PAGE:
The Telegraph
Since 1st March, 1999
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Perry preferred as cheerleader
Matthew Perry at Wimbledon Tuesday

London: Jennifer Capriati really appreciated ‘Friends’ TV star Matthew Perry being her Wimbledon cheerleader but she drew the line at practising with the actor.

“He’s been great,” Capriati said of her friend’s valued support. “I think he jumped out of his seat a few times quite high,” she said after her titanic struggle with defending champion Serena Williams.

Perry, currently appearing on the London stage in Sexual Perversity in Chicago, was himself a promising young tennis player in Canada before leaving for Hollywood.

Asked if she had practised with him, Capriati jokingly replied: “No, no, no, no. My confidence — I don’t want to get it down playing with him.”

No singing in the rain: Wimbledon tennis fans gazed nervously at the cloudy skies as British pop veterans Cliff Richard and Cilla Black took their places in the Royal Box on Centre Court on Tuesday.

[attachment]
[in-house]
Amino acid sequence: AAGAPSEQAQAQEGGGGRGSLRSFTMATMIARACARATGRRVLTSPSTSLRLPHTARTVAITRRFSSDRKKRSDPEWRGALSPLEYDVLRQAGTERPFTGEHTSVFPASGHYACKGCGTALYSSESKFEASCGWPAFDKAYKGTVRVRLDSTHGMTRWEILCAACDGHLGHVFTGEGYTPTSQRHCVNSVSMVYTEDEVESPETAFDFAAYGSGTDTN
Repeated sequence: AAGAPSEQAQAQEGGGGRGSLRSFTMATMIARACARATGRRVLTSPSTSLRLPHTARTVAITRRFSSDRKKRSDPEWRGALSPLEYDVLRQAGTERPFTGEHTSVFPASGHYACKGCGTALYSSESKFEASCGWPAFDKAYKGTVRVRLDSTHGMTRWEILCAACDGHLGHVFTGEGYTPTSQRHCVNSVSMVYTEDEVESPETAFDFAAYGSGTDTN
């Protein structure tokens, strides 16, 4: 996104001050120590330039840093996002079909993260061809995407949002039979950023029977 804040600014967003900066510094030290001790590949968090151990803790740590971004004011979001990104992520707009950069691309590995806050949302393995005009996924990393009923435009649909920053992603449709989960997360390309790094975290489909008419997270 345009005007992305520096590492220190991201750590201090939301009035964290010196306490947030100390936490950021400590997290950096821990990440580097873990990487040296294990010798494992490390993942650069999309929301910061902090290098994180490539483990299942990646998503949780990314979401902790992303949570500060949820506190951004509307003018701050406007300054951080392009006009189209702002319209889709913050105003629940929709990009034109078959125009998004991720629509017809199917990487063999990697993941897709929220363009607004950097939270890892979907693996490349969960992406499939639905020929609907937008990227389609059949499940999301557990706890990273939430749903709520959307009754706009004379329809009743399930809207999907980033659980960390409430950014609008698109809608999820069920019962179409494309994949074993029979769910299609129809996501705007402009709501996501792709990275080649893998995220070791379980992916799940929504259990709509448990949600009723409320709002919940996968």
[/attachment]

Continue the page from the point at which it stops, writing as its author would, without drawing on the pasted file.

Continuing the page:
For Cliff Richard famously launched into an impromptu singalong on tennis’ most famous stage to raise morale during a lengthy rainbreak back in 1996.

He invited fellow singer Cilla Black to join him at Wimbledon this year but she warned in advance: “I have already told him I’m not going to sing if it rains.”

l Tracking aces: The Wimbledon umpires had IBM officials scratching their heads after the computer company calculated that Mark Philippoussis had fired down 46 aces in his victory against Andre Agassi on Monday.

The umpire wrote down 45 so IBM went back to double-check as 46 equalled the record mark set by Goran Ivanisevic in 1997.

“We wanted to be certain that we were right,” an IBM spokeswoman said. “We had a video of the match and we fast forwarded it to check all the Philippoussis serves.

“The umpire is under no obligation to put the aces on his score card but we wanted to be sure as it was a joint record.”

l Non-adventurous champions: “Short, back and sides” is the order of the day for aspiring Wimbledon champions visiting the tournament hair salon, said hairdresser Suzanne Strong.

“They are not very adventurous with their hair styles. If they are playing well, nothing changes until that run of luck has come to an end,” she said.

“They would never change a hairstyle between matches because they are very superstitious.”

Favourites in the salon over the years have been Australian Pat Rafter and Ivanisevic. “Agassi is yet to come in,” said Strong.

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